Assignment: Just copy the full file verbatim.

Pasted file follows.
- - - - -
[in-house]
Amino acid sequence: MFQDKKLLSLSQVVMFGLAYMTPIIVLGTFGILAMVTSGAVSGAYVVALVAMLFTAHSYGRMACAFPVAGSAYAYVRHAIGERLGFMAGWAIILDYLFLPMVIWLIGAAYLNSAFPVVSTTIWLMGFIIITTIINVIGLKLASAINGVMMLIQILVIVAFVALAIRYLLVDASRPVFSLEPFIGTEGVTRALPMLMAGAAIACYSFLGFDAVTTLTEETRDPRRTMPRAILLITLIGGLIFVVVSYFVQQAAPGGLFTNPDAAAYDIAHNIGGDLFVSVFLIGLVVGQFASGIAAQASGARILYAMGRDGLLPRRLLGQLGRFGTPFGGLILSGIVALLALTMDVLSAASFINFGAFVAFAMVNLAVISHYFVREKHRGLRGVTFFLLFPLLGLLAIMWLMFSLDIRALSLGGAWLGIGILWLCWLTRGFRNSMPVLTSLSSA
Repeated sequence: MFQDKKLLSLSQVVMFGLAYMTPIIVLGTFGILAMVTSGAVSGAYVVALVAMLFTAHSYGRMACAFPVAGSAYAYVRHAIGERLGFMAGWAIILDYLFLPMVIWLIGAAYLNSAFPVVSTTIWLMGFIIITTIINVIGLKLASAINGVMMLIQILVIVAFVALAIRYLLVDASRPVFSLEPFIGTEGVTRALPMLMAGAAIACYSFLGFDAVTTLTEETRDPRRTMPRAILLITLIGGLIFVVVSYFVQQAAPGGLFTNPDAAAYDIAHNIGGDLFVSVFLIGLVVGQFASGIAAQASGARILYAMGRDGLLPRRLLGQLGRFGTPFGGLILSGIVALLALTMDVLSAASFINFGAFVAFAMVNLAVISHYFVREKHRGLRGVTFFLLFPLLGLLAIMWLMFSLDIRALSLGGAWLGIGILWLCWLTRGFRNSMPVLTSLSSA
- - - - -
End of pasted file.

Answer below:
[in-house]
Amino acid sequence: MFQDKKLLSLSQVVMFGLAYMTPIIVLGTFGILAMVTSGAVSGAYVVALVAMLFTAHSYGRMACAFPVAGSAYAYVRHAIGERLGFMAGWAIILDYLFLPMVIWLIGAAYLNSAFPVVSTTIWLMGFIIITTIINVIGLKLASAINGVMMLIQILVIVAFVALAIRYLLVDASRPVFSLEPFIGTEGVTRALPMLMAGAAIACYSFLGFDAVTTLTEETRDPRRTMPRAILLITLIGGLIFVVVSYFVQQAAPGGLFTNPDAAAYDIAHNIGGDLFVSVFLIGLVVGQFASGIAAQASGARILYAMGRDGLLPRRLLGQLGRFGTPFGGLILSGIVALLALTMDVLSAASFINFGAFVAFAMVNLAVISHYFVREKHRGLRGVTFFLLFPLLGLLAIMWLMFSLDIRALSLGGAWLGIGILWLCWLTRGFRNSMPVLTSLSSA
Repeated sequence: MFQDKKLLSLSQVVMFGLAYMTPIIVLGTFGILAMVTSGAVSGAYVVALVAMLFTAHSYGRMACAFPVAGSAYAYVRHAIGERLGFMAGWAIILDYLFLPMVIWLIGAAYLNSAFPVVSTTIWLMGFIIITTIINVIGLKLASAINGVMMLIQILVIVAFVALAIRYLLVDASRPVFSLEPFIGTEGVTRALPMLMAGAAIACYSFLGFDAVTTLTEETRDPRRTMPRAILLITLIGGLIFVVVSYFVQQAAPGGLFTNPDAAAYDIAHNIGGDLFVSVFLIGLVVGQFASGIAAQASGARILYAMGRDGLLPRRLLGQLGRFGTPFGGLILSGIVALLALTMDVLSAASFINFGAFVAFAMVNLAVISHYFVREKHRGLRGVTFFLLFPLLGLLAIMWLMFSLDIRALSLGGAWLGIGILWLCWLTRGFRNSMPVLTSLSSA